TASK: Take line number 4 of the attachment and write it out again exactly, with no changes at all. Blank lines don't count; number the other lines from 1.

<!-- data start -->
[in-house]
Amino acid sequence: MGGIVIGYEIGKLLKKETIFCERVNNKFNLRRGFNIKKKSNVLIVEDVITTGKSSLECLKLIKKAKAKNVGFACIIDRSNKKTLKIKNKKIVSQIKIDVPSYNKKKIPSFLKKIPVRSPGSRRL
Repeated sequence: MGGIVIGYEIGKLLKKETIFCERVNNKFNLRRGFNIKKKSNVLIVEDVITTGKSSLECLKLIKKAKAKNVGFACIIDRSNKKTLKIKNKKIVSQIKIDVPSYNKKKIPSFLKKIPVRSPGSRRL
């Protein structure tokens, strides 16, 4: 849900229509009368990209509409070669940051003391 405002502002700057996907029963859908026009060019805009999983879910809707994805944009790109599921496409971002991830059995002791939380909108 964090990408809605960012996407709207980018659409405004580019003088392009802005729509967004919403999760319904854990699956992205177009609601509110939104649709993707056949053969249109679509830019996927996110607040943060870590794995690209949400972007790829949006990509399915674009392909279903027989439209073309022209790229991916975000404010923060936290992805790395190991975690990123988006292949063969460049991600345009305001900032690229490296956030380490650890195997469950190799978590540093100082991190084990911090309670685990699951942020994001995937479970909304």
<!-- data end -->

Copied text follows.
């Protein structure tokens, strides 16, 4: 849900229509009368990209509409070669940051003391 405002502002700057996907029963859908026009060019805009999983879910809707994805944009790109599921496409971002991830059995002791939380909108 964090990408809605960012996407709207980018659409405004580019003088392009802005729509967004919403999760319904854990699956992205177009609601509110939104649709993707056949053969249109679509830019996927996110607040943060870590794995690209949400972007790829949006990509399915674009392909279903027989439209073309022209790229991916975000404010923060936290992805790395190991975690990123988006292949063969460049991600345009305001900032690229490296956030380490650890195997469950190799978590540093100082991190084990911090309670685990699951942020994001995937479970909304």